When she was little, I asked my daughter if she wanted to learn to “talk Texan.” Of course, being a young lady of good breeding with sturdy Texas genes, she agreed immediately. Here’s how it went.
Dad: “Have you eaten yet?”
Daughter: “Why no, I haven’t, thanks for asking.”
Dad: “Do you want to go with me to get something to eat?”
Daughter: “Why yes I would, I really appreciate it.”
Dad: “Well, then let’s go.”
Daughter: “Okay, I believe I will.”
There are grammatical rules in Texas that you sometimes have to explain to folks who are not sufficiently educated. Although the word, y’all, is a contraction for you all, it’s not always reserved for groups. If you see an individual that you know well but haven’t seen in a while, you might ask, “How y’all doin’?” If it were a couple that you happened to run into and you were asking about their family, you might use the possessive form… “How’s y’all’s dogs?” If there are a number of people present, you might say something like, “How’s all y’all doin’?” And of course, if you were to then inquire about their canines, you would use the possessive plural, asking, “How’s all y’all’s dogs?”
Another rule of Texas grammar is that when the letters, “ing” appear at the end of a word, the “g” is silent. Thus, the word, nothing, becomes nothin’, or parting becomes partin’ (as in “partin’ is such sweet sorrow”…that’s Shakespeare for those of you who aren’t quite up to snuff on your literature). What seems obvious to a well-bred Texan can become confusing (or should I say, confusin’) to a foreigner. A few years ago, I was at the home of some friends here in New Mexico and they asked me to play some songs for them and their guests. One of the songs I performed was one that I co-wrote with my good buddy, Allan Chapman, a true Texas gentleman. It’s a cowboy love song (that means it ends badly) entitled, “Smoke of the Brandin’ Fire.” When I’d finished performing it, the lady of the house, who happened to be from Indiana originally, said, “That’s a beautiful song but I have a question. What is a Brandon fire?” I patiently explained the grammatical rules to her and tried to be as non-judgmental as I could be. Not everyone can be from Texas.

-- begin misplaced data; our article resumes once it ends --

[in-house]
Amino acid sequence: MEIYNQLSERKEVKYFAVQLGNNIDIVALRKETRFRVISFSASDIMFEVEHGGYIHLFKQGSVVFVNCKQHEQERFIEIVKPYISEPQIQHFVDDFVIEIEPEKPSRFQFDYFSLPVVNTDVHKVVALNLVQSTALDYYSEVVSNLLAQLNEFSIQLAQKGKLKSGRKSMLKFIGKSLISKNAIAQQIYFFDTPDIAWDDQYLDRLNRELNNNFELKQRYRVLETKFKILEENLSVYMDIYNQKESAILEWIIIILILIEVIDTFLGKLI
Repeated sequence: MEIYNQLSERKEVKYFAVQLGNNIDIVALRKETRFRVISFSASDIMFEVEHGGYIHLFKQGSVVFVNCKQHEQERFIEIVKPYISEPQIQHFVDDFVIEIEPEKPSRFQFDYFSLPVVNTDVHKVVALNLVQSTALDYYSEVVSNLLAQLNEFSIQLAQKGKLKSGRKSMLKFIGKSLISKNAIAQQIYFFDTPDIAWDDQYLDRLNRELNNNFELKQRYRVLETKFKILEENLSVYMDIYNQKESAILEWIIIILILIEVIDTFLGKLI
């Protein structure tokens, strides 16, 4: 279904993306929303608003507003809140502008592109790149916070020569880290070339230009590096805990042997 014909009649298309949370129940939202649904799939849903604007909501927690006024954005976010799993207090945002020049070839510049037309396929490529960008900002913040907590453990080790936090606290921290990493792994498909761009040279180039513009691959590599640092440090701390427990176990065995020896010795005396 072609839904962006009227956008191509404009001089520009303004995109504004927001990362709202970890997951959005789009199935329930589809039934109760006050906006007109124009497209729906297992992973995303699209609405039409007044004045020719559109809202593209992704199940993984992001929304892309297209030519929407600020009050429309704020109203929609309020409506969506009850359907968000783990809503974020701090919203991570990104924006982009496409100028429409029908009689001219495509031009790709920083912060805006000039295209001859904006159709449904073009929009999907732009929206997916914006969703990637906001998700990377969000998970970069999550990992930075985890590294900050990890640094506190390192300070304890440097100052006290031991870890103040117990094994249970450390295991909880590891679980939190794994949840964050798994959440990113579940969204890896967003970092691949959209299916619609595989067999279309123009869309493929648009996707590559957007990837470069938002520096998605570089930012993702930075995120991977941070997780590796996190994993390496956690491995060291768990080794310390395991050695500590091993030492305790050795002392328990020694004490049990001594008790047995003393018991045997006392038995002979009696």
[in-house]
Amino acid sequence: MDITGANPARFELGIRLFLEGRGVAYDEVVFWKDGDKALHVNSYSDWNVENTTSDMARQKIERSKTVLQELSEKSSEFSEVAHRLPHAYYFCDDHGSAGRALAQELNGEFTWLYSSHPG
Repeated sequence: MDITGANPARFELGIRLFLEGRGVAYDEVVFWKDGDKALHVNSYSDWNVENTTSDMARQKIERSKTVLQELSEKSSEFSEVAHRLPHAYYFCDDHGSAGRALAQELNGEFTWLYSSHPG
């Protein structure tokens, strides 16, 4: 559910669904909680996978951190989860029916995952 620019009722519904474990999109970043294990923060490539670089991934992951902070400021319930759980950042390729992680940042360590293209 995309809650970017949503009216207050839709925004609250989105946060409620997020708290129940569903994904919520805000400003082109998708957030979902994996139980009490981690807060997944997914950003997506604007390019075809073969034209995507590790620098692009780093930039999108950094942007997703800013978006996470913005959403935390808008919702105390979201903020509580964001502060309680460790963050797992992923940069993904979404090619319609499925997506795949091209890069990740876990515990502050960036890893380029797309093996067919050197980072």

We have any number of phrases that are apparently differ from what you might hear in the more backwards states. For example, if you are getting ready to go to the store and someone calls, you would tell them you were “fixin’ to go to the store.” If a friend was out on the lake bass fishing and a big wind came along to capsize his boat (narrowly missing the trailer park on the shore!), you would say his boat tumped over. And of course, when you hear the words, “Bless her heart,” you know the person is about to say something really harsh, though usually well-deserved, about someone…i.e. “Bless her heart, she’s real sweet and all, but she could eat oats through a picket fence” (this means she has a serious overbite!).
I’ve been so busy with other things today that I didn’t get around to workin’ on this piece until much later than I had intended. It’s early evenin’ as I write these last few words. My wife just came in and asked, “Jeet?” I said, “Nope.” She said, “Yanta?” I said, “Yep.” Excuse me, dinner is served.